- Once cooled, add one layer on a cake plate and add Oreo cream cheese frosting. Add the second layer of cake and cover the entire cake with the Oreo cream cheese frosting.
- Feel free to use vanilla buttercream with added crushed Oreos if you don't like cream cheese frosting.
- See the notes section for best ways to store this, serve it and for more questions.
For the Oreo cream cheese frosting:
- (This recipe makes plenty of frosting to fill this layer cake, cover it and to add piped borders. If you do not like want that much frosting, feel free to make only half the frosting recipe. Half the frosting will give you a light amount of frosting for the outside and the filling.)
- In a large mixing bowl, add the butter and mix well with an electric mixer on medium-high speed until smooth.
- Add the cream cheese and mix well on medium-high speed until smooth.
- Add the salt, vanilla and three cups of confectioners sugar. Mix on medium-high until smooth.
- Add in the last four cups of confectioners sugar and mix well on medium-high until smooth.
- Add the crushed Oreos and mix well on medium-high.
- Check the consistency. If the frosting is too thick, add a teaspoon of cream or milk, mix well and test again.
- Note that this frosting is a creamier and softer frosting than regular buttercream because it's made with cream cheese. To decorate the cake, this might need to be chilled for about 15 minutes,, so that it firms up a little, but not too much.
- See the notes section for best ways to store this cake, serve it and for more questions.
You can also pop a slice in the microwave to warm up a bit, but not too long as it’ll melt the cream cheese frosting quickly. For other questions: Make sure to check out the TIPS & FAQs section below this recipe card, which should answer other questions you may have about ingredients, substitutions, other pan sizes, etc. Nutritional values are an estimate. *This recipe card may contain affiliate links. As an Amazon Associate, I earn from qualifying purchases.
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Tips & FAQS:
Make sure not to pack the flour down into the measuring cup when you’re measuring. Spoon the flour into the cup and level it off, but don’t scoop the flour with the measuring cup as that can end up adding too much flour to the batter and will make the cake dry and/or dense.
It’s really best if you can use real buttermilk as it makes for a softer texture and really helps give the cake flavor. If you can’t get it, you can substitute with this sour milk recipe:
For every one cup of buttermilk called for, fill a measuring cup with 1 cup regular milk, take out 1 tablespoon and replace it with 1 tablespoon lemon juice or white vinegar and stir well. Let sit for five minutes, then it’s ready to use.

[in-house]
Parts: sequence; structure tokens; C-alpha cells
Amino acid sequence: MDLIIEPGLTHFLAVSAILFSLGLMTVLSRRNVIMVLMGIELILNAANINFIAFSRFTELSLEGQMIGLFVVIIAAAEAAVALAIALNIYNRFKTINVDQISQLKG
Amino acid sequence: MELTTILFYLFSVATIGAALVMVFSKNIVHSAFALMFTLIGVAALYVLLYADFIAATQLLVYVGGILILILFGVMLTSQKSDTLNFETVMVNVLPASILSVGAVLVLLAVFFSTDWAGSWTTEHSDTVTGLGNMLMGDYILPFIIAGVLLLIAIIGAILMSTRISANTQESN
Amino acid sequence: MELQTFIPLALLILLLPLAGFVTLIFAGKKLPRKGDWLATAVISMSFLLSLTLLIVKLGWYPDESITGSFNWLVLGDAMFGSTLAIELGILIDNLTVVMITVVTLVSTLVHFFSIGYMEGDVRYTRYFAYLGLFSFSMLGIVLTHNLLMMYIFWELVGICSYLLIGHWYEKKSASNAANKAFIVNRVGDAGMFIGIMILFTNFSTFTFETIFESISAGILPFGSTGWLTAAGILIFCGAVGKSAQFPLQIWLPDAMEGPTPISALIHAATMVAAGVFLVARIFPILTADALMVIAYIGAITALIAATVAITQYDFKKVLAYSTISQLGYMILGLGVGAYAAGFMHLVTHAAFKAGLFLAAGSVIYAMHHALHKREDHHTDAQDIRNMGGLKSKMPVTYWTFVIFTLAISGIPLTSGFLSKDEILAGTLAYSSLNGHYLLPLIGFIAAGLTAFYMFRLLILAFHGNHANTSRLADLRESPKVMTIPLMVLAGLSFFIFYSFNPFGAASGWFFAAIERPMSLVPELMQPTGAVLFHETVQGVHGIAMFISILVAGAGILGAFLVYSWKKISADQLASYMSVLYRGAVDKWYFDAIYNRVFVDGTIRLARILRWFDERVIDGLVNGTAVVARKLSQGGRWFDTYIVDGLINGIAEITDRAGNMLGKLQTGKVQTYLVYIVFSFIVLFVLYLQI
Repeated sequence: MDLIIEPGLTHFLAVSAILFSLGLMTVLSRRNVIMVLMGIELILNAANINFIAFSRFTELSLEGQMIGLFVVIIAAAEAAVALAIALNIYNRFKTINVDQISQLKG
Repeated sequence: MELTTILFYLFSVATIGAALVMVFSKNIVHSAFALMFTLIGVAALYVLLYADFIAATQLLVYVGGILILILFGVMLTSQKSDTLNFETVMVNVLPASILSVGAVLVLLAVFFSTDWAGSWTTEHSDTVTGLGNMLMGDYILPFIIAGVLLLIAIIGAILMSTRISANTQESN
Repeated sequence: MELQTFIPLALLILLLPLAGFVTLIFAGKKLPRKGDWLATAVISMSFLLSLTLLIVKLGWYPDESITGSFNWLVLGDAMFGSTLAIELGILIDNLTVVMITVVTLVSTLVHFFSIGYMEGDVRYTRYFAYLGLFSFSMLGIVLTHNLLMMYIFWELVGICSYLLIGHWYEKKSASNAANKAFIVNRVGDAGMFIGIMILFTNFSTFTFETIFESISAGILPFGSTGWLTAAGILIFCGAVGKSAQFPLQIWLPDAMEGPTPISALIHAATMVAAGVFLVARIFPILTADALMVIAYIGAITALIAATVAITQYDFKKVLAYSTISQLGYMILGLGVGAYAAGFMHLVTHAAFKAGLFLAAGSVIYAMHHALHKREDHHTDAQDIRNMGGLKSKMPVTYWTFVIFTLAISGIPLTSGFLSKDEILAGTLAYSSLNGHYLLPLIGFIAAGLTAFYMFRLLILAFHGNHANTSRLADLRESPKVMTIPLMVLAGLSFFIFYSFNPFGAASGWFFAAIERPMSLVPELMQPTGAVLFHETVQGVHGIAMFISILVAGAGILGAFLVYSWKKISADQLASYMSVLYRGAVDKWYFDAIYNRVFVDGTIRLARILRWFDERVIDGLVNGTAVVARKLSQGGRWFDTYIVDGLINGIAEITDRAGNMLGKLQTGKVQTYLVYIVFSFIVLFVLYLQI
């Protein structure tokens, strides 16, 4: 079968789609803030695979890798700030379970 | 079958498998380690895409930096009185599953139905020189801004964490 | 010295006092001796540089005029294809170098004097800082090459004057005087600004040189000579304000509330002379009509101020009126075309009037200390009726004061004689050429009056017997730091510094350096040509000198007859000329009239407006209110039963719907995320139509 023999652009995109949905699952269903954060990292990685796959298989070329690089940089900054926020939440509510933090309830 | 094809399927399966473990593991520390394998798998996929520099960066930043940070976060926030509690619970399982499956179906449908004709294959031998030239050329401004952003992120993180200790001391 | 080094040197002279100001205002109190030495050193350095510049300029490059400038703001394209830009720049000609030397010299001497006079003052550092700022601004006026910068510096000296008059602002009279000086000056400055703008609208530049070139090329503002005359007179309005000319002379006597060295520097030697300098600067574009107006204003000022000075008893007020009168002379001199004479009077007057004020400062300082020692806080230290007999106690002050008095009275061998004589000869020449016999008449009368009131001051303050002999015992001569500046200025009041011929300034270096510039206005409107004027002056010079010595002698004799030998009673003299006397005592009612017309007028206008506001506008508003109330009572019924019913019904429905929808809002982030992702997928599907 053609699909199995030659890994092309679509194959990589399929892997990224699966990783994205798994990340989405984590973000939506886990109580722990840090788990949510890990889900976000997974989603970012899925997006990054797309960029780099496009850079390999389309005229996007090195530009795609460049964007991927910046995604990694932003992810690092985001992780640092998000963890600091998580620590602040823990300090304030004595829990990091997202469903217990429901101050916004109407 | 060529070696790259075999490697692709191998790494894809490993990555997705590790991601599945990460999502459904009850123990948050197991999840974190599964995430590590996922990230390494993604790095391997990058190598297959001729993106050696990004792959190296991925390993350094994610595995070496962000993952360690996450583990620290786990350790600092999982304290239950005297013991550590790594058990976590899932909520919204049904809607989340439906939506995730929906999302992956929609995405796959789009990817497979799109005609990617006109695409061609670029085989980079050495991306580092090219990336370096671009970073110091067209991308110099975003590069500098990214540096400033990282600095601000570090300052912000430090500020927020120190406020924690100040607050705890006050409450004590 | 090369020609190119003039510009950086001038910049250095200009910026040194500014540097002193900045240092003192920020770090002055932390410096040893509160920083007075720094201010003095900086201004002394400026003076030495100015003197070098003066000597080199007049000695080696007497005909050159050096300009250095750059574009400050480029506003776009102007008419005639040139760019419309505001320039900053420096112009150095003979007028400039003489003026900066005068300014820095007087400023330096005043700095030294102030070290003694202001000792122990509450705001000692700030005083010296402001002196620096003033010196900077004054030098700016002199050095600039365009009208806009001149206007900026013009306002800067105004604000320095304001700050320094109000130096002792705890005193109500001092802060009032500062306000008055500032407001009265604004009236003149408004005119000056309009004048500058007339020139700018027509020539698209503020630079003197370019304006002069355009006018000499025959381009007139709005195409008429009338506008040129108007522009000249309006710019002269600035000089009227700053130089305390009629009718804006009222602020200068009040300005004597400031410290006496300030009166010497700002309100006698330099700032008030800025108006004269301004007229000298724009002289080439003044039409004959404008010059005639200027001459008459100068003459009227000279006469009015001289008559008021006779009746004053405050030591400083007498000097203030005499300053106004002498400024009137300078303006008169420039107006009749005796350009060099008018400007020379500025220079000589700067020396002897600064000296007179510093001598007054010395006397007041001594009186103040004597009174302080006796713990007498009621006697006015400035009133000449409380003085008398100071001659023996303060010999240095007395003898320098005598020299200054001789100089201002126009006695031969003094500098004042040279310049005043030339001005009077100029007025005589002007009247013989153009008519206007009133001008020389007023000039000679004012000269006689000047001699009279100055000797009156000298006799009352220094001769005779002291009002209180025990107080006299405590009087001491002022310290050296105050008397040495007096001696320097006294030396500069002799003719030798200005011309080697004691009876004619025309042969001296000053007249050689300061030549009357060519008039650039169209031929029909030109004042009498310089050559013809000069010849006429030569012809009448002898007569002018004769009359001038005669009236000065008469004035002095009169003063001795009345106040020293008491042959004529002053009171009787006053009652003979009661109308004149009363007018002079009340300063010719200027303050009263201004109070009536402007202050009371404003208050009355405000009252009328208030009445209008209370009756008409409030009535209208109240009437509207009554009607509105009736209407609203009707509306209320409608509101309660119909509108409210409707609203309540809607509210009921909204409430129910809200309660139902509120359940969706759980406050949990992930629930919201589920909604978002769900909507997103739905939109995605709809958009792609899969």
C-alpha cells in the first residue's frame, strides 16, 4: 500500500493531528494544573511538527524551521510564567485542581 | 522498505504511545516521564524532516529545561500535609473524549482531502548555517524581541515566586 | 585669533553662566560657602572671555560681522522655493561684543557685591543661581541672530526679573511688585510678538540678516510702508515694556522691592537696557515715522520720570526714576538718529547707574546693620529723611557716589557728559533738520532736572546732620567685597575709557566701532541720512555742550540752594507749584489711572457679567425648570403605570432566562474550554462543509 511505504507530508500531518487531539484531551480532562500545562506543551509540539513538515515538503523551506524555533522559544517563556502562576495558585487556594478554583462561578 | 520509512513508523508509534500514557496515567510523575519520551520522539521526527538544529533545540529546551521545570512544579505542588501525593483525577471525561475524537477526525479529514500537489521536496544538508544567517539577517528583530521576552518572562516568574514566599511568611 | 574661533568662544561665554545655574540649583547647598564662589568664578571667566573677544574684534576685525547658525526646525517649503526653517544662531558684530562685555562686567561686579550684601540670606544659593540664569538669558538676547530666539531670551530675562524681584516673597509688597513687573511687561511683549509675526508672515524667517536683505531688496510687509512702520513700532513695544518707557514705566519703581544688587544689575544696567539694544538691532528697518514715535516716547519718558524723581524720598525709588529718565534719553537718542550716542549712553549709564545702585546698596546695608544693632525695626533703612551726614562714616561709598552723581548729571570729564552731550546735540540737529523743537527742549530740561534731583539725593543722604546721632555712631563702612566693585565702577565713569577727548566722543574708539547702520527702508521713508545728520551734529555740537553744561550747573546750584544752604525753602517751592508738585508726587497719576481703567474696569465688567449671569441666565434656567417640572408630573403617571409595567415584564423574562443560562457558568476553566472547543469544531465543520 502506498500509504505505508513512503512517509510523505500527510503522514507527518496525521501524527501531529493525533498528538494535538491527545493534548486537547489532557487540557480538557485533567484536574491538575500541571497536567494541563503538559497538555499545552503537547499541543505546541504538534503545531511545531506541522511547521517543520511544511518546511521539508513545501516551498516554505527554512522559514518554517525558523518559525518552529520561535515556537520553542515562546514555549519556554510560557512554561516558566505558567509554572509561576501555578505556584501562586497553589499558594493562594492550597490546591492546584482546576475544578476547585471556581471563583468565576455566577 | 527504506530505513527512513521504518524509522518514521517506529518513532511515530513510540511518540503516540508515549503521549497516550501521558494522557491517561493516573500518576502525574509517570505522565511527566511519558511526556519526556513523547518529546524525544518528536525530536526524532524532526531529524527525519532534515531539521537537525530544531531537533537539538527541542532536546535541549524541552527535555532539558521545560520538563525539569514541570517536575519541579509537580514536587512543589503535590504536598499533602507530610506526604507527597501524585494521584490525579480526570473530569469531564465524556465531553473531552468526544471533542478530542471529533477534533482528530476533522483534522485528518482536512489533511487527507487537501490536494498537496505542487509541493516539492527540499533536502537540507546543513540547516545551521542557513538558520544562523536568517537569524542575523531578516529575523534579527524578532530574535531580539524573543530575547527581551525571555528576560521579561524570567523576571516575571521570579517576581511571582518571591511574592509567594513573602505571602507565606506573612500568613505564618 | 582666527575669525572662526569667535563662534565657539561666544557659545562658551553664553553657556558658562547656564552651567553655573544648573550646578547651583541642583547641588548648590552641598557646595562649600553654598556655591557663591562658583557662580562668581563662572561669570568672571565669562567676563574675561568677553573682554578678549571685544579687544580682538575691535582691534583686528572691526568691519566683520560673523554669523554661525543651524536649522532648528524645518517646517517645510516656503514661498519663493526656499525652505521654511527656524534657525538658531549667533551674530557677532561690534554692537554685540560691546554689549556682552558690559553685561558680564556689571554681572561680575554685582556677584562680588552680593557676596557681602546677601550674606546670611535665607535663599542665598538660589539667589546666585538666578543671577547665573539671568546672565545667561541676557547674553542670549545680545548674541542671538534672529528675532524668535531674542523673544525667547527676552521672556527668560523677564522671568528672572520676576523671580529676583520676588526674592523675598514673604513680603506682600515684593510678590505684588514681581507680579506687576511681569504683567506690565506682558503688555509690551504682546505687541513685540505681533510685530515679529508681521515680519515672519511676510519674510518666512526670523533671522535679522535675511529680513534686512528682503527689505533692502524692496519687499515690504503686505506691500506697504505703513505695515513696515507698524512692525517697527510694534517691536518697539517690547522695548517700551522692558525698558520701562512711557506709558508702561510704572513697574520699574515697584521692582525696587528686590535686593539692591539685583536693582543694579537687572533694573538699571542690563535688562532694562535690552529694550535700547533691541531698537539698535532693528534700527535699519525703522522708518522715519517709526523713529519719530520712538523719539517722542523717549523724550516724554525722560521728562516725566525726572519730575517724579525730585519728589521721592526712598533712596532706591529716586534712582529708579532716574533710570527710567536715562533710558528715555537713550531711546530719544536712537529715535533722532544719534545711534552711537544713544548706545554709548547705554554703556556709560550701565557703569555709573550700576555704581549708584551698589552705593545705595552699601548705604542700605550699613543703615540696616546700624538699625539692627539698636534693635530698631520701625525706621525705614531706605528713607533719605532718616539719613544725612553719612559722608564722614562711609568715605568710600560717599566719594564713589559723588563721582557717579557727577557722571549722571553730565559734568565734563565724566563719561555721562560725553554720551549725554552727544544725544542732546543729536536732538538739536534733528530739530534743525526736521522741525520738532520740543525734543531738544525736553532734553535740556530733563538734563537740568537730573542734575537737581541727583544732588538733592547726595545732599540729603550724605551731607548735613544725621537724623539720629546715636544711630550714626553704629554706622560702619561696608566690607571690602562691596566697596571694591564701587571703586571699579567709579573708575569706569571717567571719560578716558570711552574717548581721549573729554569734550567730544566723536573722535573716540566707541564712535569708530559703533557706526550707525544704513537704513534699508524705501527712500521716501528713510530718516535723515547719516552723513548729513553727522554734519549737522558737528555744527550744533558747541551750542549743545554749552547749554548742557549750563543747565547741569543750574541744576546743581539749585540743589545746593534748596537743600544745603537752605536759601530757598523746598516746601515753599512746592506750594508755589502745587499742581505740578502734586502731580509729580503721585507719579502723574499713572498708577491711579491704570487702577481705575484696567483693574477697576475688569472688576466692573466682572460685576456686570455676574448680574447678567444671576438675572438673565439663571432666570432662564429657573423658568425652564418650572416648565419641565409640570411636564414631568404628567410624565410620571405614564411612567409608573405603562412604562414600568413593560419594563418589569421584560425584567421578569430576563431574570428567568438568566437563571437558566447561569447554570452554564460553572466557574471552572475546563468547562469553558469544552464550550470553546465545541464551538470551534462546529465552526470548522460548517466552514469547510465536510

This will not work exactly the same as buttermilk, but can work in a pinch.
Sour cream is best in this recipe as it helps make a very moist cake and gives a little flavor. If you don’t have access to it, you can use plain yogurt, but use the full-fat yogurt instead of the low fat or fat free type.
It’s really best if you can include it as it subtly enhances both the flavor and texture of the cake. It will not make the cake taste like vinegar. You’ll never know it’s in there. It just enhances things. If you don’t have it though, you can omit it.
Try to use the gel food coloring as it’s more concentrated. If you use the liquid kind you can get at the regular grocery store, it may not add enough color to make the cake red.
I have a few links to gel food coloring that works well in the supplies list below this section.
Yes, you can. However, keep in mind that natural food coloring may result in a lighter red hue.
No, you can omit it. The cake will taste the same, it just won’t be red.
No. You can absolutely omit the Oreos and you’ll have an amazing classic red velvet cake.
Unsalted is best because you can estimate the proper amount of salt for the recipe plus salted butter has more water content in it, however, if you’re unable to get unsalted butter, you can use salted in the cake and the buttercream, but omit the additional salt that each recipe calls for.
The butter needs to be at room-temperature so that it will emulsify (mix) better with the sugar.
In my non-scientific explanation, basically all the molecules need to really get in there and intermingle.
The other ingredients are best used at the same temperature as adding cold milk and eggs to the warmer butter and sugar mixture, can sometimes make the butter cold again and cause it to clump up.
It’s not the end of the world if this happens, but it’s better if you can prevent it.
Be very careful not to mix the batter too long. Scratch cakes should not be mixed for minutes at a time, or they will become dense. Stop mixing once the ingredients are well incorporated.
Oh yes, absolutely. A hand mixer works just as well as a stand mixer.
Feel free to add a cup or so of mini semi-sweet chocolate chips to really bump up the chocolate flavor.